Risk of Unintended Consequences

At least to economists, the question of whether the minimum wage should be increased — and by a lot, as many on the political left advocate — is tricky.

min wage2In a perfect world, the higher the minimum wage — hell, all wages — the better:  higher pay = more disposable income = better standard of living.

What’s not to like, right?

The catch is, companies must make a profit to stay in business, and labor represents one of the biggest expenses for most firms (still).

When government mandates that companies pay their workers more, Econ #101 says that businesses employ fewer workers.

Which can lead directly to the unintended consequence of a higher minimum wage hurting precisely the group it’s intended to help:  low-skill and entry-level workers.

$10/hour vs. $100,000(!!)

Fortunately, at the other end of the economic spectrum (I won’t say “filthy rich”), no such ambiguity attends the case for setting what I’ll call a “maximum wage,” above which the marginal rate of taxation should be equally lofty.

Personally, I like the idea of setting the “maximum wage” at $100,000 an hour — which comes to a cool $200 million a year.

Precisely who (you ask) makes that kind of money?

According to Forbes, around 1,000 people last year.

Want to cast a bigger net?

Fine, make it $10,000 an hour ($20 million a year) — still a living wage for non-plutocrats.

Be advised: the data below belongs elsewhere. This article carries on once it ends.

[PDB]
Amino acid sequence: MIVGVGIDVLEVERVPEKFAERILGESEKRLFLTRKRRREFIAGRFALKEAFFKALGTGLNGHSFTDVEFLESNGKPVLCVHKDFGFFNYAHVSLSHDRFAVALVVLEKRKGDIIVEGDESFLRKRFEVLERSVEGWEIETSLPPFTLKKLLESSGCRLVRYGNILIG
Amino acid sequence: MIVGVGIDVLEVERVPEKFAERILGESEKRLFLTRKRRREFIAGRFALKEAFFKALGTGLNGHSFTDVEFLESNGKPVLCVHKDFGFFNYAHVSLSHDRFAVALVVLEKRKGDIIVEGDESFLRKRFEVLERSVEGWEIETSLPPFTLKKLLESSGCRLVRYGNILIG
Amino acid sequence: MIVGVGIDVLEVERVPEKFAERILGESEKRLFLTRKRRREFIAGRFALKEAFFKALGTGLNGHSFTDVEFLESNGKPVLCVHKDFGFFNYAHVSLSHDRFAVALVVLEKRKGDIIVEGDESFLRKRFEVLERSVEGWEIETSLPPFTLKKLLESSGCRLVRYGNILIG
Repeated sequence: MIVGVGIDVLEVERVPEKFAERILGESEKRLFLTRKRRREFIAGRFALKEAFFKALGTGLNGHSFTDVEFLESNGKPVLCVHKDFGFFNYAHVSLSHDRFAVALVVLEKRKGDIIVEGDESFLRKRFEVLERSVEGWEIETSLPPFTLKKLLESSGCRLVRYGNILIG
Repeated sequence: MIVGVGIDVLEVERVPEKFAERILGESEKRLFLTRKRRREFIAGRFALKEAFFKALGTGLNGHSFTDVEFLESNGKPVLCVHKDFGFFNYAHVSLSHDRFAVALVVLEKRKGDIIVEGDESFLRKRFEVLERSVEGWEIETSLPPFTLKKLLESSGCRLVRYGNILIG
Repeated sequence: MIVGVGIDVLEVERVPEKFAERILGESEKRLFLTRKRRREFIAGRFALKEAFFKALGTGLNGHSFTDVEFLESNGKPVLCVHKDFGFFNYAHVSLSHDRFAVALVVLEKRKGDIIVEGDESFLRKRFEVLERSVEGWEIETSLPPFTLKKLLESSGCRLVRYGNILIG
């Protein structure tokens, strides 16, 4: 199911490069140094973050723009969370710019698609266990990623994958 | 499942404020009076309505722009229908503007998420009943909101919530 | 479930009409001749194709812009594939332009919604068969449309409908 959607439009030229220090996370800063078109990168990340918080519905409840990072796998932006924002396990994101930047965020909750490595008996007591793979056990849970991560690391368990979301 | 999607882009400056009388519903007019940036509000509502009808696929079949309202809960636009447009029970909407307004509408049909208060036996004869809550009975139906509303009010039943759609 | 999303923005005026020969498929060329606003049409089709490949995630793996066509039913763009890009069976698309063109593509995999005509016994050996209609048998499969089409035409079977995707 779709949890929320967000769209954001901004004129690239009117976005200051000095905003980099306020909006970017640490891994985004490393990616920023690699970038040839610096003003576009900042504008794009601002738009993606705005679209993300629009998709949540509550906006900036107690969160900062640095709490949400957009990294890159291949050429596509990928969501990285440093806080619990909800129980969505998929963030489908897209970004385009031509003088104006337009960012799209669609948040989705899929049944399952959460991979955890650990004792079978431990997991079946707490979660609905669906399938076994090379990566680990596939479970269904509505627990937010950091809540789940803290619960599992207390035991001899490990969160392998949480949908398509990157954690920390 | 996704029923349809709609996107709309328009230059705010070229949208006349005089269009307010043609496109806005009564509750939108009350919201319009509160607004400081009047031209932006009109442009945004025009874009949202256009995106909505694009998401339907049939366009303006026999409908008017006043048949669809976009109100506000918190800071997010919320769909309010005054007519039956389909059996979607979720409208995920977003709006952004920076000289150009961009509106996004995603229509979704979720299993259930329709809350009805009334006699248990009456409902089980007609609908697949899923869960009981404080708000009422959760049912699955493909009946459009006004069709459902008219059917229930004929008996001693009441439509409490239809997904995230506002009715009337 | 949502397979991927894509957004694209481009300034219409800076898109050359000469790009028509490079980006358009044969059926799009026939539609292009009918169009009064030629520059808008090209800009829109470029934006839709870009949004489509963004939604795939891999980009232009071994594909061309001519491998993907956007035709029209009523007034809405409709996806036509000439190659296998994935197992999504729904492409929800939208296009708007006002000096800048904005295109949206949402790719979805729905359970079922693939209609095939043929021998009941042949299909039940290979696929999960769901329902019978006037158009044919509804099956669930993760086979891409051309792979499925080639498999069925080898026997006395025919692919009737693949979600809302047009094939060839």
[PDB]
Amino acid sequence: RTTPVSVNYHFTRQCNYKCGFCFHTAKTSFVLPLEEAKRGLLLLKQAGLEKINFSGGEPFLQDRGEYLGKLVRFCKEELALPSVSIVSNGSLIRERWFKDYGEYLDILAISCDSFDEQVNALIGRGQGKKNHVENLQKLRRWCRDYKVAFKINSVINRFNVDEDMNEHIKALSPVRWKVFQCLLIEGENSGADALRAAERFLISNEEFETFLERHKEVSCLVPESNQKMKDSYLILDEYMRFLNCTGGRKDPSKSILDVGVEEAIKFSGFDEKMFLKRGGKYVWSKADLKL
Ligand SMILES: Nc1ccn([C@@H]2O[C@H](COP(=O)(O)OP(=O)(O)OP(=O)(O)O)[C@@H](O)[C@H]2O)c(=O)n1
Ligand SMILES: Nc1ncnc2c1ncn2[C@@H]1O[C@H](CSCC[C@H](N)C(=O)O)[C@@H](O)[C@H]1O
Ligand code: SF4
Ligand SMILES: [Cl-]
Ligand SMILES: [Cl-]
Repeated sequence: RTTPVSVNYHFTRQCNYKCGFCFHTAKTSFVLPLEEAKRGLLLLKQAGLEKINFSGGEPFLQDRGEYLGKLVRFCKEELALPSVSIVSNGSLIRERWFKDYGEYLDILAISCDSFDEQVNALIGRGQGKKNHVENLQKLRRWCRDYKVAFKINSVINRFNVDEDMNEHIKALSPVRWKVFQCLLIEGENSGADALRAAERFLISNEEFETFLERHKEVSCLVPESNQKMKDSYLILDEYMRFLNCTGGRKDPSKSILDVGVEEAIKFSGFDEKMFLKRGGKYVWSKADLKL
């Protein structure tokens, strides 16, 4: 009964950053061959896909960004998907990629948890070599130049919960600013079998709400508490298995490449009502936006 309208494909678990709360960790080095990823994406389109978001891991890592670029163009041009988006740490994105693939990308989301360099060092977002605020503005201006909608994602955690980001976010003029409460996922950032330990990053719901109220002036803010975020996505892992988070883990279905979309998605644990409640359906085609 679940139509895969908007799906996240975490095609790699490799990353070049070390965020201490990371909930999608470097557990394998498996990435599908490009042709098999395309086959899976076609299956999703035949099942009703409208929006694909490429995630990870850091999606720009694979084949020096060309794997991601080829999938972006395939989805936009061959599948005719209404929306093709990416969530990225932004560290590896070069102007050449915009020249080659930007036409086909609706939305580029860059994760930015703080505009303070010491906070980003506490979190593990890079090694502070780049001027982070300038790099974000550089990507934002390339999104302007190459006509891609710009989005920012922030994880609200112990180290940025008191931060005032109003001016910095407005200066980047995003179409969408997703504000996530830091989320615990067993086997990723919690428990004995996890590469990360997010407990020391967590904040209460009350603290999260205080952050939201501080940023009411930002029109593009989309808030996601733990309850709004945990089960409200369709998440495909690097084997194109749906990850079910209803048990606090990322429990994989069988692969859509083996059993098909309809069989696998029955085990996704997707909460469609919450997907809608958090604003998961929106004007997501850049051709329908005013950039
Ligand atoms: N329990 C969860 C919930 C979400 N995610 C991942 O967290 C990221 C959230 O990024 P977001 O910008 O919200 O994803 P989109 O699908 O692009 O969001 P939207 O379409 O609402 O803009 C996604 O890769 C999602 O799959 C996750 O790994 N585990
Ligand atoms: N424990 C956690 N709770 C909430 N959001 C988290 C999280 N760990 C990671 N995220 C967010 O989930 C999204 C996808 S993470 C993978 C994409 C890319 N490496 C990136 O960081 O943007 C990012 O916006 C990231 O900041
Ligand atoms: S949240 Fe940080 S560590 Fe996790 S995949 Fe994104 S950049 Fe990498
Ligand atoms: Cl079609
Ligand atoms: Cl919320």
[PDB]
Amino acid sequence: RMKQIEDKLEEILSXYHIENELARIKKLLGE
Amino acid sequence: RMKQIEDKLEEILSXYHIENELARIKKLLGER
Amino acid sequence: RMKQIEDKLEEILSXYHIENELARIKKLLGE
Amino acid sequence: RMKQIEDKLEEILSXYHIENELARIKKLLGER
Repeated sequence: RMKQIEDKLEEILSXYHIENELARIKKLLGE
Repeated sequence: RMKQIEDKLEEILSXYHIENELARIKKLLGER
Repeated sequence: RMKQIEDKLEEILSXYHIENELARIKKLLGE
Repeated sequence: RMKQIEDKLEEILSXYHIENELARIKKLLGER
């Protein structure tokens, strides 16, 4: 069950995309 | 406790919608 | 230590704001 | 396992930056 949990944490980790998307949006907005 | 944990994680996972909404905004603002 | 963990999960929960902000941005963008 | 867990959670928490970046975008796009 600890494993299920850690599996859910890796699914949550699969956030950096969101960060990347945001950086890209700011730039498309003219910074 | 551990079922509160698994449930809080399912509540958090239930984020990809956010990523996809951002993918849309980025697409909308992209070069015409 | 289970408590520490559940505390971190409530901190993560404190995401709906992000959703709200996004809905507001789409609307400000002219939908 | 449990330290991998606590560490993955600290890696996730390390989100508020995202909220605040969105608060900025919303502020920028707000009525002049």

Political differences aside, surely a majority of us believe that, when you make that kind of dough, a) things have gotten absurd; and b) you’re in a position to help those less fortunate.

Instead, thanks to what’s called the “carried interest” rule, many of the folks in that illustrious group — who, surprise, surprise, work in private equity on and near Wall Street — are taxed at the lower, capital gains rate rather than the higher rate levied on earned (salary) income.

See also, “Drug Dealers vs. Bankers:  ‘Top 10’ Differences”; and “Private Equity ‘Sex, Lies & Videotape’ (Minus the Sex and Videotape), or, “Having Your Cake and Eating it, Too.”

About the author

Ross Kaplan has 19+ years experience selling real estate all over the Twin Cities. He is also a 12-time consecutive "Super Real Estate Agent," as determined by Mpls. - St. Paul Magazine and Twin Cities Business Magazine. Prior to becoming a Realtor, Ross was an attorney (corporate law), CPA, and entrepreneur. He holds an economics degree from Stanford.

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